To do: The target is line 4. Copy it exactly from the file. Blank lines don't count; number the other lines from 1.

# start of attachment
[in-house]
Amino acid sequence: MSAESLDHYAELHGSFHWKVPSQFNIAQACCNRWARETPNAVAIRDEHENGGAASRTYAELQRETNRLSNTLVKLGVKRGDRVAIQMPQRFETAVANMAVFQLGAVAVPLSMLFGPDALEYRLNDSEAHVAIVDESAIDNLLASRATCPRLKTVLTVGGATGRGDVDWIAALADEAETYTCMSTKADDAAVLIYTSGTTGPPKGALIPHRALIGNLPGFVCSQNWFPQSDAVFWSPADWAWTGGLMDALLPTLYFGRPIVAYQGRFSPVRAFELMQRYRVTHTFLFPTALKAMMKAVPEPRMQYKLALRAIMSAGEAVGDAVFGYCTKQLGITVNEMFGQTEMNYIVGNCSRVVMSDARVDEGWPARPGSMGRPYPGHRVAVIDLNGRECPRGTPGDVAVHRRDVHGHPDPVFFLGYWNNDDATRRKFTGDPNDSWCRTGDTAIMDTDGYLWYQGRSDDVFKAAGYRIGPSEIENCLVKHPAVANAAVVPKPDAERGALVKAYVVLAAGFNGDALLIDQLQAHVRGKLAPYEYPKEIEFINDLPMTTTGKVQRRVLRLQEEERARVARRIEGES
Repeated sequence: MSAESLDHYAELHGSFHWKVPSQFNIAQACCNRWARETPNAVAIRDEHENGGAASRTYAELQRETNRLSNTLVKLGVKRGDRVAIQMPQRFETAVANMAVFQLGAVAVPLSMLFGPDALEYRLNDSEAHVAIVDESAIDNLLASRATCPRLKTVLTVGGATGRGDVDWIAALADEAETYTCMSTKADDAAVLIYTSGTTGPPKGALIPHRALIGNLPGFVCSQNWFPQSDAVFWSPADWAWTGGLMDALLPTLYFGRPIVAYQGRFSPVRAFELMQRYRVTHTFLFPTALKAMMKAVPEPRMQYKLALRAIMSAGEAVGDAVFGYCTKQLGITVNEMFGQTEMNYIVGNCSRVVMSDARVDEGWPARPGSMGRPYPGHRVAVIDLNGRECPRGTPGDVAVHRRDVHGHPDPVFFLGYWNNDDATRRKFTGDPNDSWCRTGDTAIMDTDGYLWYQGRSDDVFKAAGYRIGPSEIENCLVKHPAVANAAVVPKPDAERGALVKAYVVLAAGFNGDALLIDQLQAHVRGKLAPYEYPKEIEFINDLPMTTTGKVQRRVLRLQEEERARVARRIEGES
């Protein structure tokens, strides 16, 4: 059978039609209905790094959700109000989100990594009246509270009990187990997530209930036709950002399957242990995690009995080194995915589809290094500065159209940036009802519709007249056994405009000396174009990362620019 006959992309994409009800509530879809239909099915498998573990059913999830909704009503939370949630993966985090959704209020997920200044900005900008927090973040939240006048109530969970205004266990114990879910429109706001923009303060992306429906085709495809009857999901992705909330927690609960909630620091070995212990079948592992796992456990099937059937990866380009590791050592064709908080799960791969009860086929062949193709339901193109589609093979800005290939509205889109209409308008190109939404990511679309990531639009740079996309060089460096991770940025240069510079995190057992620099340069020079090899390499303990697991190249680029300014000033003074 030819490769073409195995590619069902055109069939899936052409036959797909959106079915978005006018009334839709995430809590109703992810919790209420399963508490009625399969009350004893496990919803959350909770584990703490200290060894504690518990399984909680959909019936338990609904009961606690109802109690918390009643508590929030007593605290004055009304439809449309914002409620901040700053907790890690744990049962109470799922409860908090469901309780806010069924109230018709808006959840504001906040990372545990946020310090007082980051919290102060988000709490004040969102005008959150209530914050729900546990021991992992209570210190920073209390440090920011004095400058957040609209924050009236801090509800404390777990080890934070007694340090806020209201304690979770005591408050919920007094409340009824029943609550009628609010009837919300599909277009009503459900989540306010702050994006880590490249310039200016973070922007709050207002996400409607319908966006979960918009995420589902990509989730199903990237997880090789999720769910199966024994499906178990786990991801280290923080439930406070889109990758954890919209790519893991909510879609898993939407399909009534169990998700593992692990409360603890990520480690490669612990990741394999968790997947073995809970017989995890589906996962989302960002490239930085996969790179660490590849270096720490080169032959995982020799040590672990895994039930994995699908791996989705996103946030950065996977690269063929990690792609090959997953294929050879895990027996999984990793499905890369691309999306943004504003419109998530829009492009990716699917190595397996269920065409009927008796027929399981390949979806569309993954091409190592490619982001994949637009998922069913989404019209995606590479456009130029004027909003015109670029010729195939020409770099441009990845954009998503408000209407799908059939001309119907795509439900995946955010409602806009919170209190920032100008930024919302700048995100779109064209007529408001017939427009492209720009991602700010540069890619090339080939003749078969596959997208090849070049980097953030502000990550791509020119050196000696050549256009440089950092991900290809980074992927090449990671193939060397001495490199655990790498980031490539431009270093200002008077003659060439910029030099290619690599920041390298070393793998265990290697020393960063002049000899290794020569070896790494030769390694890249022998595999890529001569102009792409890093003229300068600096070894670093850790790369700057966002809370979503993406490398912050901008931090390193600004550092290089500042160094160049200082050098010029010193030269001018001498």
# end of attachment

């Protein structure tokens, strides 16, 4: 059978039609209905790094959700109000989100990594009246509270009990187990997530209930036709950002399957242990995690009995080194995915589809290094500065159209940036009802519709007249056994405009000396174009990362620019 006959992309994409009800509530879809239909099915498998573990059913999830909704009503939370949630993966985090959704209020997920200044900005900008927090973040939240006048109530969970205004266990114990879910429109706001923009303060992306429906085709495809009857999901992705909330927690609960909630620091070995212990079948592992796992456990099937059937990866380009590791050592064709908080799960791969009860086929062949193709339901193109589609093979800005290939509205889109209409308008190109939404990511679309990531639009740079996309060089460096991770940025240069510079995190057992620099340069020079090899390499303990697991190249680029300014000033003074 030819490769073409195995590619069902055109069939899936052409036959797909959106079915978005006018009334839709995430809590109703992810919790209420399963508490009625399969009350004893496990919803959350909770584990703490200290060894504690518990399984909680959909019936338990609904009961606690109802109690918390009643508590929030007593605290004055009304439809449309914002409620901040700053907790890690744990049962109470799922409860908090469901309780806010069924109230018709808006959840504001906040990372545990946020310090007082980051919290102060988000709490004040969102005008959150209530914050729900546990021991992992209570210190920073209390440090920011004095400058957040609209924050009236801090509800404390777990080890934070007694340090806020209201304690979770005591408050919920007094409340009824029943609550009628609010009837919300599909277009009503459900989540306010702050994006880590490249310039200016973070922007709050207002996400409607319908966006979960918009995420589902990509989730199903990237997880090789999720769910199966024994499906178990786990991801280290923080439930406070889109990758954890919209790519893991909510879609898993939407399909009534169990998700593992692990409360603890990520480690490669612990990741394999968790997947073995809970017989995890589906996962989302960002490239930085996969790179660490590849270096720490080169032959995982020799040590672990895994039930994995699908791996989705996103946030950065996977690269063929990690792609090959997953294929050879895990027996999984990793499905890369691309999306943004504003419109998530829009492009990716699917190595397996269920065409009927008796027929399981390949979806569309993954091409190592490619982001994949637009998922069913989404019209995606590479456009130029004027909003015109670029010729195939020409770099441009990845954009998503408000209407799908059939001309119907795509439900995946955010409602806009919170209190920032100008930024919302700048995100779109064209007529408001017939427009492209720009991602700010540069890619090339080939003749078969596959997208090849070049980097953030502000990550791509020119050196000696050549256009440089950092991900290809980074992927090449990671193939060397001495490199655990790498980031490539431009270093200002008077003659060439910029030099290619690599920041390298070393793998265990290697020393960063002049000899290794020569070896790494030769390694890249022998595999890529001569102009792409890093003229300068600096070894670093850790790369700057966002809370979503993406490398912050901008931090390193600004550092290089500042160094160049200082050098010029010193030269001018001498």